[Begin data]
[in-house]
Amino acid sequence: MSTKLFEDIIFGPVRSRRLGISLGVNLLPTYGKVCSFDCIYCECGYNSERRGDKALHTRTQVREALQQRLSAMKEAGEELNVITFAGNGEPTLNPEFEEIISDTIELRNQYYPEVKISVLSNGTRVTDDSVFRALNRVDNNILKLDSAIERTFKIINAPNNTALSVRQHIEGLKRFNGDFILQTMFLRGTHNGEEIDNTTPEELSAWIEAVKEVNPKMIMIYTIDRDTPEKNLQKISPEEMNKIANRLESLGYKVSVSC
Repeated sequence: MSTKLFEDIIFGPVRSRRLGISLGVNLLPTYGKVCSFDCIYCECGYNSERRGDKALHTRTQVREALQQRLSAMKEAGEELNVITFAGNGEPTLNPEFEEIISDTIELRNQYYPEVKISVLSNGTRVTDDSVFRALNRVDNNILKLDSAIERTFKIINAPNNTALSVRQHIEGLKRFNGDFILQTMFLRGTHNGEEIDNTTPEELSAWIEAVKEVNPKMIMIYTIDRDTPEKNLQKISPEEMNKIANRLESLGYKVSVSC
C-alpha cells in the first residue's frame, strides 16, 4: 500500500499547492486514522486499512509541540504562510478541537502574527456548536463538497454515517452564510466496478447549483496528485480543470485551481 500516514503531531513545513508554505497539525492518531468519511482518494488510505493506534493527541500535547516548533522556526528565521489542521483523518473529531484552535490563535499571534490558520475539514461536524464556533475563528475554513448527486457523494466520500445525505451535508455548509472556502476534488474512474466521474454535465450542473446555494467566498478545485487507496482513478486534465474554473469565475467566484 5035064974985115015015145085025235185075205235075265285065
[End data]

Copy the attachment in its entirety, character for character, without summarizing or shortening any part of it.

[in-house]
Amino acid sequence: MSTKLFEDIIFGPVRSRRLGISLGVNLLPTYGKVCSFDCIYCECGYNSERRGDKALHTRTQVREALQQRLSAMKEAGEELNVITFAGNGEPTLNPEFEEIISDTIELRNQYYPEVKISVLSNGTRVTDDSVFRALNRVDNNILKLDSAIERTFKIINAPNNTALSVRQHIEGLKRFNGDFILQTMFLRGTHNGEEIDNTTPEELSAWIEAVKEVNPKMIMIYTIDRDTPEKNLQKISPEEMNKIANRLESLGYKVSVSC
Repeated sequence: MSTKLFEDIIFGPVRSRRLGISLGVNLLPTYGKVCSFDCIYCECGYNSERRGDKALHTRTQVREALQQRLSAMKEAGEELNVITFAGNGEPTLNPEFEEIISDTIELRNQYYPEVKISVLSNGTRVTDDSVFRALNRVDNNILKLDSAIERTFKIINAPNNTALSVRQHIEGLKRFNGDFILQTMFLRGTHNGEEIDNTTPEELSAWIEAVKEVNPKMIMIYTIDRDTPEKNLQKISPEEMNKIANRLESLGYKVSVSC
C-alpha cells in the first residue's frame, strides 16, 4: 500500500499547492486514522486499512509541540504562510478541537502574527456548536463538497454515517452564510466496478447549483496528485480543470485551481 500516514503531531513545513508554505497539525492518531468519511482518494488510505493506534493527541500535547516548533522556526528565521489542521483523518473529531484552535490563535499571534490558520475539514461536524464556533475563528475554513448527486457523494466520500445525505451535508455548509472556502476534488474512474466521474454535465450542473446555494467566498478545485487507496482513478486534465474554473469565475467566484 5035064974985115015015145085025235185075205235075265285065